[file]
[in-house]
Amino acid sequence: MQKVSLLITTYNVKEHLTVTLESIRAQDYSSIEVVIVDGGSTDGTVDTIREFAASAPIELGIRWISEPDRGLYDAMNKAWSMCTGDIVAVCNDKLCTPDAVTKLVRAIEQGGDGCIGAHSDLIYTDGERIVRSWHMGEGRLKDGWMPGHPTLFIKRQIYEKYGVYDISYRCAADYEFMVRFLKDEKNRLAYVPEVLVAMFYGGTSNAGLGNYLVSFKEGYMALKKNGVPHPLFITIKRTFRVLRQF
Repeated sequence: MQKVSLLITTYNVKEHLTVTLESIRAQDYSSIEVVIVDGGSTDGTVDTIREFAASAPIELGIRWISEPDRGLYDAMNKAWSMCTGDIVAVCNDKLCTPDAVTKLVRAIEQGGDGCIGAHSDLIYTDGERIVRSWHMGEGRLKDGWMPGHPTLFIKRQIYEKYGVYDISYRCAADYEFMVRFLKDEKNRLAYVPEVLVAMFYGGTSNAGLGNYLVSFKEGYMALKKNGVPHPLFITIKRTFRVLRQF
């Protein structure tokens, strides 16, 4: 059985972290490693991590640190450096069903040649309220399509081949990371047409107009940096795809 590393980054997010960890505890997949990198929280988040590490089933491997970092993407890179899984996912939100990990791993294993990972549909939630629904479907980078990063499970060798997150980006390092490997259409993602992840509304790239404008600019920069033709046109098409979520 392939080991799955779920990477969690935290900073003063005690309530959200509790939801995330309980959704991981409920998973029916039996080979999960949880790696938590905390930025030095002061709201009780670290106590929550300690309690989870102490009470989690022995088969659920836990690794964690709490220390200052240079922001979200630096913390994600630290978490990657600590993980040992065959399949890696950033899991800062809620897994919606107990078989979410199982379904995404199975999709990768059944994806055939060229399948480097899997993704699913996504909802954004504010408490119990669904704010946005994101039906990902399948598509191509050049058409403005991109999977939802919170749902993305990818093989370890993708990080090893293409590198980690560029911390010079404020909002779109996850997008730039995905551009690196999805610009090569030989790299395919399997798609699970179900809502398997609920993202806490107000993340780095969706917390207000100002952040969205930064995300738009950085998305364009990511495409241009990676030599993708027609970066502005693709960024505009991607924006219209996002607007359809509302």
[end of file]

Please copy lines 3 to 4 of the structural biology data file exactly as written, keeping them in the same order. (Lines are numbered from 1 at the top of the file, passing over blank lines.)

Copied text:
Repeated sequence: MQKVSLLITTYNVKEHLTVTLESIRAQDYSSIEVVIVDGGSTDGTVDTIREFAASAPIELGIRWISEPDRGLYDAMNKAWSMCTGDIVAVCNDKLCTPDAVTKLVRAIEQGGDGCIGAHSDLIYTDGERIVRSWHMGEGRLKDGWMPGHPTLFIKRQIYEKYGVYDISYRCAADYEFMVRFLKDEKNRLAYVPEVLVAMFYGGTSNAGLGNYLVSFKEGYMALKKNGVPHPLFITIKRTFRVLRQF
């Protein structure tokens, strides 16, 4: 059985972290490693991590640190450096069903040649309220399509081949990371047409107009940096795809 590393980054997010960890505890997949990198929280988040590490089933491997970092993407890179899984996912939100990990791993294993990972549909939630629904479907980078990063499970060798997150980006390092490997259409993602992840509304790239404008600019920069033709046109098409979520 392939080991799955779920990477969690935290900073003063005690309530959200509790939801995330309980959704991981409920998973029916039996080979999960949880790696938590905390930025030095002061709201009780670290106590929550300690309690989870102490009470989690022995088969659920836990690794964690709490220390200052240079922001979200630096913390994600630290978490990657600590993980040992065959399949890696950033899991800062809620897994919606107990078989979410199982379904995404199975999709990768059944994806055939060229399948480097899997993704699913996504909802954004504010408490119990669904704010946005994101039906990902399948598509191509050049058409403005991109999977939802919170749902993305990818093989370890993708990080090893293409590198980690560029911390010079404020909002779109996850997008730039995905551009690196999805610009090569030989790299395919399997798609699970179900809502398997609920993202806490107000993340780095969706917390207000100002952040969205930064995300738009950085998305364009990511495409241009990676030599993708027609970066502005693709960024505009991607924006219209996002607007359809509302």